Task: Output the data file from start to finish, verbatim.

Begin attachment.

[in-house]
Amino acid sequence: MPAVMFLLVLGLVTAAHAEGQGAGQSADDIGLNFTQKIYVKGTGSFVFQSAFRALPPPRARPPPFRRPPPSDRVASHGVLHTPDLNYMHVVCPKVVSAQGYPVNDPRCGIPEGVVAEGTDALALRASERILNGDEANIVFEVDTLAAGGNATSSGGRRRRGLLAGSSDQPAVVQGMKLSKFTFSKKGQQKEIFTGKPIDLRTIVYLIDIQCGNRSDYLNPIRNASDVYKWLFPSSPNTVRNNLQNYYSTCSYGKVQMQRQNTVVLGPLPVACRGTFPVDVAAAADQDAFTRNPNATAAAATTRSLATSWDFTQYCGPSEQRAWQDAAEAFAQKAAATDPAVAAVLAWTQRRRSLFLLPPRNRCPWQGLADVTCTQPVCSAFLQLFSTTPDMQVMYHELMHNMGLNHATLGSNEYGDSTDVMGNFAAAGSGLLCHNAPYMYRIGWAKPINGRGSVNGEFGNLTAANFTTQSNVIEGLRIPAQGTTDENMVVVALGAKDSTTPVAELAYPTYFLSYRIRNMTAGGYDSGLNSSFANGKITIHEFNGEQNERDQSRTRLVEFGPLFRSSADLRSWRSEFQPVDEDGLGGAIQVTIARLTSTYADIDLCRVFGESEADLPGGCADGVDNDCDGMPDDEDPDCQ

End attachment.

[in-house]
Amino acid sequence: MPAVMFLLVLGLVTAAHAEGQGAGQSADDIGLNFTQKIYVKGTGSFVFQSAFRALPPPRARPPPFRRPPPSDRVASHGVLHTPDLNYMHVVCPKVVSAQGYPVNDPRCGIPEGVVAEGTDALALRASERILNGDEANIVFEVDTLAAGGNATSSGGRRRRGLLAGSSDQPAVVQGMKLSKFTFSKKGQQKEIFTGKPIDLRTIVYLIDIQCGNRSDYLNPIRNASDVYKWLFPSSPNTVRNNLQNYYSTCSYGKVQMQRQNTVVLGPLPVACRGTFPVDVAAAADQDAFTRNPNATAAAATTRSLATSWDFTQYCGPSEQRAWQDAAEAFAQKAAATDPAVAAVLAWTQRRRSLFLLPPRNRCPWQGLADVTCTQPVCSAFLQLFSTTPDMQVMYHELMHNMGLNHATLGSNEYGDSTDVMGNFAAAGSGLLCHNAPYMYRIGWAKPINGRGSVNGEFGNLTAANFTTQSNVIEGLRIPAQGTTDENMVVVALGAKDSTTPVAELAYPTYFLSYRIRNMTAGGYDSGLNSSFANGKITIHEFNGEQNERDQSRTRLVEFGPLFRSSADLRSWRSEFQPVDEDGLGGAIQVTIARLTSTYADIDLCRVFGESEADLPGGCADGVDNDCDGMPDDEDPDCQ